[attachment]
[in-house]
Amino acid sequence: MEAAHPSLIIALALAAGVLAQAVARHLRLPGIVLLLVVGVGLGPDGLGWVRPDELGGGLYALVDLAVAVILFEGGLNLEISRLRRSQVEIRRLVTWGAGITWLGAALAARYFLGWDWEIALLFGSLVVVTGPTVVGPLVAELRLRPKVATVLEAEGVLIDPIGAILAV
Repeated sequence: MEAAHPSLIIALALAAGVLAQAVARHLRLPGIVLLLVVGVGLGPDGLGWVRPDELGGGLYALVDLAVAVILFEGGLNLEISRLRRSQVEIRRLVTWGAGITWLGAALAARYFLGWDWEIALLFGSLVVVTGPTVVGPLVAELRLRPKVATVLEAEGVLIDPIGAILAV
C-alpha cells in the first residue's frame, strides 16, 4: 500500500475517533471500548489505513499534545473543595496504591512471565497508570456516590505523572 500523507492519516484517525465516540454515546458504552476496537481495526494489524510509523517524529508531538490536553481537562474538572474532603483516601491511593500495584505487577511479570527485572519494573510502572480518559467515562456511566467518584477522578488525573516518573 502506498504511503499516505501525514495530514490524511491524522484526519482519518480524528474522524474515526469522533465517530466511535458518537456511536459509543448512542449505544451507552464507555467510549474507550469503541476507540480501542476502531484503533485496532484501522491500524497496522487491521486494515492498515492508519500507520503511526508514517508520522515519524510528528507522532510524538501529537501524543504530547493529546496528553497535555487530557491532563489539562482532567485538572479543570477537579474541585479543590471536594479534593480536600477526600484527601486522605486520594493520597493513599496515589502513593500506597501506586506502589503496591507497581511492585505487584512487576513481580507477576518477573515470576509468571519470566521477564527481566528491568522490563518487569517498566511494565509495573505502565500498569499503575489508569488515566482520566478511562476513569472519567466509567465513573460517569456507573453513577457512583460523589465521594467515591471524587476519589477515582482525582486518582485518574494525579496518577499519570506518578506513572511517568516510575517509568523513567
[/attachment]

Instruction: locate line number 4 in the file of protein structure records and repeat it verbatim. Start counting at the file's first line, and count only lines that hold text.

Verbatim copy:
C-alpha cells in the first residue's frame, strides 16, 4: 500500500475517533471500548489505513499534545473543595496504591512471565497508570456516590505523572 500523507492519516484517525465516540454515546458504552476496537481495526494489524510509523517524529508531538490536553481537562474538572474532603483516601491511593500495584505487577511479570527485572519494573510502572480518559467515562456511566467518584477522578488525573516518573 502506498504511503499516505501525514495530514490524511491524522484526519482519518480524528474522524474515526469522533465517530466511535458518537456511536459509543448512542449505544451507552464507555467510549474507550469503541476507540480501542476502531484503533485496532484501522491500524497496522487491521486494515492498515492508519500507520503511526508514517508520522515519524510528528507522532510524538501529537501524543504530547493529546496528553497535555487530557491532563489539562482532567485538572479543570477537579474541585479543590471536594479534593480536600477526600484527601486522605486520594493520597493513599496515589502513593500506597501506586506502589503496591507497581511492585505487584512487576513481580507477576518477573515470576509468571519470566521477564527481566528491568522490563518487569517498566511494565509495573505502565500498569499503575489508569488515566482520566478511562476513569472519567466509567465513573460517569456507573453513577457512583460523589465521594467515591471524587476519589477515582482525582486518582485518574494525579496518577499519570506518578506513572511517568516510575517509568523513567